Effective online promotions in the b-to-b space don't have to be expensive. But they do need to be targeted.
A lot of b-to-b buying is done through relationships, said Harry Wohlander, VP-market research at ActivMedia Research Inc., a Peterborough, N.H., market research firm that recently completed a report on b-to-b promotions.
"The whole idea of bargains goes against aggressive promotion, competition on price, trying to deliver service when they don’t have the margin to do it," Wohlander said. The most effective b-to-b promotions, then, are aimed at launching a relationship, he said.
Still, b-to-b sites are even more active this year in promoting themselves than their business-to-consumer counterparts. Wohlander’s report highlighted a survey done by ActivMedia Research showing the average b-to-b site budgeted nearly $72,000 for promotions this year, compared with a $40,000 budget for the average consumer site.
Those sites that expect to be profitable soon had the highest budgets, Wohlander said, while those that are already profitable had the lowest.
Commodity suppliers of office supplies and computers are most likely to conduct price-based promotions, Wohlander said. Staples.com and MicroWarehouse.com fall into this category, he said.
The days of giving away cars and vacations on the Web may be over, but as I found at the recent Supercomm trade show, savvy promoters can still find giveaways that make a lot of sense.
Evolution of online promotions
Evolving Systems Inc. of Englewood, Colo., for instance, sells software to telecommunications companies and knows that cellular phone companies must be ready to make their numbers "portable" by Thanksgiving of 2002 (as part of the Telecommunications Act of 1996).
The company offers software to solve the problem, and to promote it. Evolving Systems is offering a free screen saver from its Web site. The screen saver is basically a calendar that identifies key dates along the way to cell number portability, which will let cellular customers take their phone numbers with them when they change carriers.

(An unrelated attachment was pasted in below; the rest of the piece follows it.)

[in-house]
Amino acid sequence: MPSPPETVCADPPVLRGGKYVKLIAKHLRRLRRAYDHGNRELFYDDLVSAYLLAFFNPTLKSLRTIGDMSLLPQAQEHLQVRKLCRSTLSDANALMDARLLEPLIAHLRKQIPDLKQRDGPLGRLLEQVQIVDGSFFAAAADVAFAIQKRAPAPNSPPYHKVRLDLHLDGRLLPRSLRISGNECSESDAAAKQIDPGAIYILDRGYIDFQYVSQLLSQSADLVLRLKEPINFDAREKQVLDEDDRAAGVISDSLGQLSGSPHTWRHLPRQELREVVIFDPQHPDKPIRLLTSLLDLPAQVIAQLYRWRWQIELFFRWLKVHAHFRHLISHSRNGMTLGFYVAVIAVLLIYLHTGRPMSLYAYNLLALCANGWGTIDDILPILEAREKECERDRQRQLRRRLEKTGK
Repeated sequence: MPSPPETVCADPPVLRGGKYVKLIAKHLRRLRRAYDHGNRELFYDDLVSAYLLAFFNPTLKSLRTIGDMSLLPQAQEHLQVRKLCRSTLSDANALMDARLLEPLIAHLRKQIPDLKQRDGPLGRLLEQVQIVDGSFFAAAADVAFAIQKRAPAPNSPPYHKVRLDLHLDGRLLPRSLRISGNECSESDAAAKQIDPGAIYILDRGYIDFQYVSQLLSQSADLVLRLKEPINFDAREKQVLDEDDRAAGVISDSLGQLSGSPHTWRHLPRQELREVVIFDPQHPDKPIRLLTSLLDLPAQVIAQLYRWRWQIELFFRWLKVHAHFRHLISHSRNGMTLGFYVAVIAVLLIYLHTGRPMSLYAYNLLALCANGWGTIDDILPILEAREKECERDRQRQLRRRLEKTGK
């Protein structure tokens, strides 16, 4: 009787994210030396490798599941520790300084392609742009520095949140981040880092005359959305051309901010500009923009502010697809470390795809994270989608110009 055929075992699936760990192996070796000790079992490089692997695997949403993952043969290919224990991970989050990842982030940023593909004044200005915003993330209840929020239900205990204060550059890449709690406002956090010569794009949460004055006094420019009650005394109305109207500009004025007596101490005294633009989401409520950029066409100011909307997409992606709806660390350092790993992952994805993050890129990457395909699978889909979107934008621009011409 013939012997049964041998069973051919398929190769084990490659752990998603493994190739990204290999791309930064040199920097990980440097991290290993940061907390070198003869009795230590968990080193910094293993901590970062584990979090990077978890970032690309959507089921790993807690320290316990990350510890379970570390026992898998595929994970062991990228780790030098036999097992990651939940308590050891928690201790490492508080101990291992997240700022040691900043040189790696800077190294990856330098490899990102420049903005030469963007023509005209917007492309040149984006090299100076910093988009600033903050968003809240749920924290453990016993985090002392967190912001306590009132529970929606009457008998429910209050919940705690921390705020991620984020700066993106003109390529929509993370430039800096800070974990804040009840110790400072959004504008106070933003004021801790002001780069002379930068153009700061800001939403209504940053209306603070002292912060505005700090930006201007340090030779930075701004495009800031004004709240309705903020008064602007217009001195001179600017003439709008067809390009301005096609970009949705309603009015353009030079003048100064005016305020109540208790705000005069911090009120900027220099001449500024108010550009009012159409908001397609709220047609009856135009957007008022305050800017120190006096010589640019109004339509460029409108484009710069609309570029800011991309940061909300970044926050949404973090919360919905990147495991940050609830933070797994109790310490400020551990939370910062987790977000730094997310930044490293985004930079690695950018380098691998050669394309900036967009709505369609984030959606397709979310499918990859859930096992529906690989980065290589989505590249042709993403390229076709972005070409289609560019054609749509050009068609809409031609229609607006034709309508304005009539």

Few people need this screen saver, but those who do are in the heart of Evolving Systems’ market.
Similarly, market research firm Current Analysis Inc., Sterling, Va., was looking for a way to gain more trade press coverage. When analysts are quoted regularly, technology companies take notice and become more likely to buy research reports.
So Joel Ranck, the company’s director of account development, created a special Web page that signed up reporters at the Supercomm trade show for "behind the firewall" access on Current Analysis reports.
The sign up also got the reporters on a list for regular HTML-based press releases highlighting the company’s latest findings. Analysts made themselves available at the show’s pressroom for interviews.
The user names are given to reporters and identified as to which show they signed up at, so the company can track its success closely. As budgets tighten and more companies place content behind firewalls so they can earn money from it, these kinds of promotions should become more common.
There are important lessons here. Information can be as valuable a promotion as products can. Targeting your promotion as narrowly as possible pays off. Also, a successful promotion doesn’t require a huge budget.
Dana Blankenhornis a free-lance journalist who specializes in Internet issues. He is publisher of the Web site www.a-clue.com.